[PATCH 0/6] Extended file stat system call
adilger at dilger.ca
Thu Apr 26 18:29:27 MDT 2012
On 2012-04-26, at 10:52, David Howells <dhowells at redhat.com> wrote:
> Steve French <smfrench at gmail.com> wrote:
>> Both NFS and CIFS (and SMB2) can return inode numbers or equivalent unique
>> identifier, but in the case of CIFS some old servers don't support the calls
>> which return inode numbers (or don't return them for all file system types,
>> Windows FAT?) so in these cases cifs has to create inode numbers on the fly
>> on the client. inode numbers created on the client are not "stable" they can
>> change on unmount/remount (which can cause problems for backup applications).
> In the volatile case you'd probably want to unset XSTAT_INO in st_mask as the
> inode number is a local fabrication.
I'd agree. Why fake up an inode number if the application doesn't care? Most apps don't actually use the inode. The only uses I know for the inode number in userspace are backup, CIFS/NFS servers, and "ls -li" .
> However, since there is a remote file ID,
> we could add an XSTAT_INFO_FILE_ID flag to indicate there's a standard xattr
> holding this.
It is a bit strange that the kernel would return a flag that was not requested, but not fatal.
> On CIFS this could be the servername + pathname, on NFS this
> could be the server address + FH on AFS the cell+volID+FID+uniquifier for
> example. That's independent of xstat, however, and wouldn't be returned as
> it's a blob that could be quite large.
> I presume in some cases, there is not a unique file ID that persists across
>> Similarly NFSv4 does not require that servers always return stable inode
>> numbers (that will never change) and introduced a concept of "volatile file
> Can I presume the inode number cannot be considered stable if the NFS4 FH is
> non-volatile? Furthermore, can I presume NFS2/3 inode numbers are supposed to
> be stable?
>> Basically the question is whether it is worth reporting a flag on the call
>> which returns the inode number to indicate that the inode number is "stable"
>> (would not change on reboot or reconnection) or "volatile." Since the
>> majority of NFS and SMB2 servers can return stable inode numbers, I don't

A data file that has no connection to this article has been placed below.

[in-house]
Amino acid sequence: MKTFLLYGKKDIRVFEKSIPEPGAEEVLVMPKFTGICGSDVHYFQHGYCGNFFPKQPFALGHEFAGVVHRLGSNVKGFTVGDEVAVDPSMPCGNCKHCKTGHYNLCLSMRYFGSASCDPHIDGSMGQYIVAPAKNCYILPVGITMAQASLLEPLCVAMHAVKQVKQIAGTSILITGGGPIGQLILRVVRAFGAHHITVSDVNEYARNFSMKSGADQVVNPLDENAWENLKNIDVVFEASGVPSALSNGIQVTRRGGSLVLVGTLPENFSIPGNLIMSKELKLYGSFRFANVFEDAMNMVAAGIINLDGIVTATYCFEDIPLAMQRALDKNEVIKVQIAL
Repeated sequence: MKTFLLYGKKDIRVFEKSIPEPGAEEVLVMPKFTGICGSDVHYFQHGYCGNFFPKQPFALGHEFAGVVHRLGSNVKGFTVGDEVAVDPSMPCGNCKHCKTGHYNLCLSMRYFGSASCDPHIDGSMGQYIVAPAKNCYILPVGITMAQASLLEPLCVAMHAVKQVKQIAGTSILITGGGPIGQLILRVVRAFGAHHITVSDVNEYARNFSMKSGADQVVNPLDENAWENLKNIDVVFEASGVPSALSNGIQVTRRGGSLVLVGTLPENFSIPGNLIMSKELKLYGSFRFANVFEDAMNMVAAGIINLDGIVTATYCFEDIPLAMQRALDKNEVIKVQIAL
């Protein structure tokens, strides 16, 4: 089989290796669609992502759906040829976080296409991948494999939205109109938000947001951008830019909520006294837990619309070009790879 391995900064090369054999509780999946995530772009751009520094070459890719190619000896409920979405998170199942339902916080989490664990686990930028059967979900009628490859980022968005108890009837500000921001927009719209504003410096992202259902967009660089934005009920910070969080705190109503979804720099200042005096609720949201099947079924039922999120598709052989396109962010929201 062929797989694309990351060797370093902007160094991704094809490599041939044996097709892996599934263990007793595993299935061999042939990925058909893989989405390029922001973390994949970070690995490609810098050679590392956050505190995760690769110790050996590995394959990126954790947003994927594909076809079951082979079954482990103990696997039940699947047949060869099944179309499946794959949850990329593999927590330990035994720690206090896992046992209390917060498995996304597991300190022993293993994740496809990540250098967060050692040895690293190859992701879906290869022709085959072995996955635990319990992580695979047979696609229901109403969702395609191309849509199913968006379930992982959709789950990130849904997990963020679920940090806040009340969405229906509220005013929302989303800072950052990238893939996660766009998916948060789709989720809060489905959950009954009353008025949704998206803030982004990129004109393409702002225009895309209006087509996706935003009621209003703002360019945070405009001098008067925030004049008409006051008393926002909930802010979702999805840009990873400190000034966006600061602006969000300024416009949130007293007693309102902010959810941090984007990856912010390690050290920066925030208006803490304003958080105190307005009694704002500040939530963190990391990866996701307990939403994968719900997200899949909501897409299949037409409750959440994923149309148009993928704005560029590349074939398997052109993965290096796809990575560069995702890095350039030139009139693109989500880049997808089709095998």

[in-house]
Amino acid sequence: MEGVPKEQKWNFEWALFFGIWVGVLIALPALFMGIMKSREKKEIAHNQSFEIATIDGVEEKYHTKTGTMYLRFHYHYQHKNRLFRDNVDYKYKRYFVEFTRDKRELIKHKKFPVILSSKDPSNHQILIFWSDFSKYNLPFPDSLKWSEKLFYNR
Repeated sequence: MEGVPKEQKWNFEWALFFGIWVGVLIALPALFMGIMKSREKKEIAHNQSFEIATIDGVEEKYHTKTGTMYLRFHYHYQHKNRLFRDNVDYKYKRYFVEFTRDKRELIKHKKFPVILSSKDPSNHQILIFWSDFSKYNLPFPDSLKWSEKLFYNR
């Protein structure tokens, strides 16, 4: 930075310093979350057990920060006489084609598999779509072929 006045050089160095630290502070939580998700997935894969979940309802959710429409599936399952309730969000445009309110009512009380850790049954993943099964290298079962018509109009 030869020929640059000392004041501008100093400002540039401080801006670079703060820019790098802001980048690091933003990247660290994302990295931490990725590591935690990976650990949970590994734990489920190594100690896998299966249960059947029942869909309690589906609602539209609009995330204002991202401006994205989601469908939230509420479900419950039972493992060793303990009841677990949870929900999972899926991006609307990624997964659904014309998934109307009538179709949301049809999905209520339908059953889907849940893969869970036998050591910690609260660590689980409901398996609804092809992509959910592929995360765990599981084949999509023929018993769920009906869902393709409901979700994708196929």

>> feel strongly about the need for an indicator of "stable" vs. "volatile" but
>> I mention it because backup and migration applications mention this (if inode
>> numbers are volatile, they may have to check for hardlinks differently for
> It may be that unsetting XSTAT_INO if you've fabricated the inode number
> locally is sufficient.
>>>>> Handle remote filesystems being offline and indicate this with
>>>> You already have support for an indicator for offline files (HSM),
> Which indicator is this? Or do you mean XSTAT_INFO_OFFLINE?
>>>> would XSTAT_INFO_OFFLINE be intended for the case
>>>> where the network session to the server is disconnected
>>>> (and in which you case the application does not want to reconnect)?
>>> Hmmm... Interesting question. Both NTFS and CIFS have an offline
>>> attribute (which is where I originally got this from) - but should I have a
>>> separate indicator to indicate the client can't access a server over a
>>> network (ie. we've gone to disconnected operation on this file)?
>>> E.g. should there be a XSTAT_INFO_DISCONNECTED too?
>> my reaction is no, since it adds complexity. If you do a stat on a
>> disconnected volume (where the network is temporarily down) reconnection will
>> be attempted. If reconnection fails then the xstat will either fail or be
>> retried forever depending on the value of "hard" vs. "soft" mount flag.
> I was thinking of how to handle disconnected operation, where you can't just
> sit there and churn waiting for the server to come back or give an error. On
> the other hand, as long as there's some spare space in the struct, we can deal
> with that later when we actually start to implement D/O.
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